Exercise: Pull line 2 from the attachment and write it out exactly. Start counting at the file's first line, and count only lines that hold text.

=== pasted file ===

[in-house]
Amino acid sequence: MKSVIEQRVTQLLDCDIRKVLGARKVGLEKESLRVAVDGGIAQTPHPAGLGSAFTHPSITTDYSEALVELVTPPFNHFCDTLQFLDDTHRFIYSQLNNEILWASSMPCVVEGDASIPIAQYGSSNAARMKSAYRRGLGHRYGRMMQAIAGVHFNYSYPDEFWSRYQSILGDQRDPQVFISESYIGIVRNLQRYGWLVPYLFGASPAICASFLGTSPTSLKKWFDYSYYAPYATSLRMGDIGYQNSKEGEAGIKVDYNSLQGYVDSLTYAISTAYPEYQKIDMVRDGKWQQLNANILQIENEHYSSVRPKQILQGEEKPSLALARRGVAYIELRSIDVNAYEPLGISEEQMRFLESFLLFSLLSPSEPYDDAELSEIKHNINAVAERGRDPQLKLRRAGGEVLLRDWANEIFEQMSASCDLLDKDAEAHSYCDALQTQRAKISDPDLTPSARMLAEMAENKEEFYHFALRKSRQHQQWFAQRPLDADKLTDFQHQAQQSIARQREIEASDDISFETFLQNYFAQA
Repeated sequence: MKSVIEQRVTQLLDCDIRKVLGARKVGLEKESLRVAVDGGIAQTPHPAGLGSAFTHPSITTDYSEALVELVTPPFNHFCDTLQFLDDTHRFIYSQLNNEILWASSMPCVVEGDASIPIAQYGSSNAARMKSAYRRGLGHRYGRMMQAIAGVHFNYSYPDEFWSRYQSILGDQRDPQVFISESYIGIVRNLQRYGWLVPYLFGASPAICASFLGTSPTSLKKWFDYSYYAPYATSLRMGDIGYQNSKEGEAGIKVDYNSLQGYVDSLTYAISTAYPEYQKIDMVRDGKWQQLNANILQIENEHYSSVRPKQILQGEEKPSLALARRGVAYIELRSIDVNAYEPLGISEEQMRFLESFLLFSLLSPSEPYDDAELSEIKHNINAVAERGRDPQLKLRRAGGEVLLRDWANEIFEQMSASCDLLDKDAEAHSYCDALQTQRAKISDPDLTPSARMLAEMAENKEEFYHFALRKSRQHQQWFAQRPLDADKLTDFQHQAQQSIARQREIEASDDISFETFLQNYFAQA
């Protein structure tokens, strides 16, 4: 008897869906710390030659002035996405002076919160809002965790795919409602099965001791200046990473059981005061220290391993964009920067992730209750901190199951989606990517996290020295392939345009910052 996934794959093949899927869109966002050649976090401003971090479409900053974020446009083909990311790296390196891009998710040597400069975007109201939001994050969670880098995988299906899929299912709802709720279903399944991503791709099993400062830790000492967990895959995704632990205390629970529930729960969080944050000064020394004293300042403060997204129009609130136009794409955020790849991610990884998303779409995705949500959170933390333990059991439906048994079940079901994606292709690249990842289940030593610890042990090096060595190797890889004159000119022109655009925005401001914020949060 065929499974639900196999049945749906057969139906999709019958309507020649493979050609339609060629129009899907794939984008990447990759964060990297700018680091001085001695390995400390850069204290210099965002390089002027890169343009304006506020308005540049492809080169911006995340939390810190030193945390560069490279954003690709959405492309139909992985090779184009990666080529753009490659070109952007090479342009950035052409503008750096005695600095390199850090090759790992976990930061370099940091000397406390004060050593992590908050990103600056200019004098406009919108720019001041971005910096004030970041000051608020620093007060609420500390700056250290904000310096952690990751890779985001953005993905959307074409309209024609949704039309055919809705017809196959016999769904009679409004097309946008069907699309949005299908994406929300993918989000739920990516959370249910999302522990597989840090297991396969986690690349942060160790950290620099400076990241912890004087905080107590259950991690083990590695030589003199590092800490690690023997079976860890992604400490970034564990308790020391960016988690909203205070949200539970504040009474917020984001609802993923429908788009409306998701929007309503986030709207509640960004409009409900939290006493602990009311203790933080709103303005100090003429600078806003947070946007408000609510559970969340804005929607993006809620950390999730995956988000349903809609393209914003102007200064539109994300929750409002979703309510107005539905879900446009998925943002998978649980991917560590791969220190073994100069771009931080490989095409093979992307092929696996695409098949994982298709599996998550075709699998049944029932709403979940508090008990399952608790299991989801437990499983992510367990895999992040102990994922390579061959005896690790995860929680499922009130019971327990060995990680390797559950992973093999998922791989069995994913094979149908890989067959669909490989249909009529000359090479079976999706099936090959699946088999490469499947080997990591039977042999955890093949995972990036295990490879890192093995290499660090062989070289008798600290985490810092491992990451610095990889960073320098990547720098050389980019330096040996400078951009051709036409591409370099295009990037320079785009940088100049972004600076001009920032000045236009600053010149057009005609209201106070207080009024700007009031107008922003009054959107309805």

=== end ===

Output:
Amino acid sequence: MKSVIEQRVTQLLDCDIRKVLGARKVGLEKESLRVAVDGGIAQTPHPAGLGSAFTHPSITTDYSEALVELVTPPFNHFCDTLQFLDDTHRFIYSQLNNEILWASSMPCVVEGDASIPIAQYGSSNAARMKSAYRRGLGHRYGRMMQAIAGVHFNYSYPDEFWSRYQSILGDQRDPQVFISESYIGIVRNLQRYGWLVPYLFGASPAICASFLGTSPTSLKKWFDYSYYAPYATSLRMGDIGYQNSKEGEAGIKVDYNSLQGYVDSLTYAISTAYPEYQKIDMVRDGKWQQLNANILQIENEHYSSVRPKQILQGEEKPSLALARRGVAYIELRSIDVNAYEPLGISEEQMRFLESFLLFSLLSPSEPYDDAELSEIKHNINAVAERGRDPQLKLRRAGGEVLLRDWANEIFEQMSASCDLLDKDAEAHSYCDALQTQRAKISDPDLTPSARMLAEMAENKEEFYHFALRKSRQHQQWFAQRPLDADKLTDFQHQAQQSIARQREIEASDDISFETFLQNYFAQA